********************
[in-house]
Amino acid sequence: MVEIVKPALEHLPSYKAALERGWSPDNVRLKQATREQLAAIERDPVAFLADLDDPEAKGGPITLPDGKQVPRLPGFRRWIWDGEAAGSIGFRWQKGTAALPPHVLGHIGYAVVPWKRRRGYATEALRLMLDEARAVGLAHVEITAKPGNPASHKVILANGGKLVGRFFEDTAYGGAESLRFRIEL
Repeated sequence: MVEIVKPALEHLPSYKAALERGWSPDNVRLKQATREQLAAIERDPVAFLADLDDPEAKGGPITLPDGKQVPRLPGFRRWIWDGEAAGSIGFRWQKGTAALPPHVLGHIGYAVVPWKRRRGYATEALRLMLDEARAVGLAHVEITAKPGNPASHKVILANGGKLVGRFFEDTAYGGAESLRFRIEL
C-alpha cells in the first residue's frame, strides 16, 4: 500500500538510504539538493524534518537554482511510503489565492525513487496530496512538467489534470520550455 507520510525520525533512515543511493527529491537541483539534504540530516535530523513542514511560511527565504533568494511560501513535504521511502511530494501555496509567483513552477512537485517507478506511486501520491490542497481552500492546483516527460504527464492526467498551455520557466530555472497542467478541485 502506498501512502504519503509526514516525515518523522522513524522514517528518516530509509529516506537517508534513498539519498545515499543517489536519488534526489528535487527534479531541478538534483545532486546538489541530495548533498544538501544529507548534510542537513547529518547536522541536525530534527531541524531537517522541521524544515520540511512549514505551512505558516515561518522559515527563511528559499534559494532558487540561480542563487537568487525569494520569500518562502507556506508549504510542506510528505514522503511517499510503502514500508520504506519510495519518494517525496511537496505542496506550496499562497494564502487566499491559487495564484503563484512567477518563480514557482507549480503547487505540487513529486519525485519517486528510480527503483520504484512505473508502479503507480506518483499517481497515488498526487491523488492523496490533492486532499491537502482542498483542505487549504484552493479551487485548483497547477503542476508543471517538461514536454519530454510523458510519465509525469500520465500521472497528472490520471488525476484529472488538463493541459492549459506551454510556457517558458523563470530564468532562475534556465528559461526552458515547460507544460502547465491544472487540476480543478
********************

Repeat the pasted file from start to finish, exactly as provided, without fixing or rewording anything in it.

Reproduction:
[in-house]
Amino acid sequence: MVEIVKPALEHLPSYKAALERGWSPDNVRLKQATREQLAAIERDPVAFLADLDDPEAKGGPITLPDGKQVPRLPGFRRWIWDGEAAGSIGFRWQKGTAALPPHVLGHIGYAVVPWKRRRGYATEALRLMLDEARAVGLAHVEITAKPGNPASHKVILANGGKLVGRFFEDTAYGGAESLRFRIEL
Repeated sequence: MVEIVKPALEHLPSYKAALERGWSPDNVRLKQATREQLAAIERDPVAFLADLDDPEAKGGPITLPDGKQVPRLPGFRRWIWDGEAAGSIGFRWQKGTAALPPHVLGHIGYAVVPWKRRRGYATEALRLMLDEARAVGLAHVEITAKPGNPASHKVILANGGKLVGRFFEDTAYGGAESLRFRIEL
C-alpha cells in the first residue's frame, strides 16, 4: 500500500538510504539538493524534518537554482511510503489565492525513487496530496512538467489534470520550455 507520510525520525533512515543511493527529491537541483539534504540530516535530523513542514511560511527565504533568494511560501513535504521511502511530494501555496509567483513552477512537485517507478506511486501520491490542497481552500492546483516527460504527464492526467498551455520557466530555472497542467478541485 502506498501512502504519503509526514516525515518523522522513524522514517528518516530509509529516506537517508534513498539519498545515499543517489536519488534526489528535487527534479531541478538534483545532486546538489541530495548533498544538501544529507548534510542537513547529518547536522541536525530534527531541524531537517522541521524544515520540511512549514505551512505558516515561518522559515527563511528559499534559494532558487540561480542563487537568487525569494520569500518562502507556506508549504510542506510528505514522503511517499510503502514500508520504506519510495519518494517525496511537496505542496506550496499562497494564502487566499491559487495564484503563484512567477518563480514557482507549480503547487505540487513529486519525485519517486528510480527503483520504484512505473508502479503507480506518483499517481497515488498526487491523488492523496490533492486532499491537502482542498483542505487549504484552493479551487485548483497547477503542476508543471517538461514536454519530454510523458510519465509525469500520465500521472497528472490520471488525476484529472488538463493541459492549459506551454510556457517558458523563470530564468532562475534556465528559461526552458515547460507544460502547465491544472487540476480543478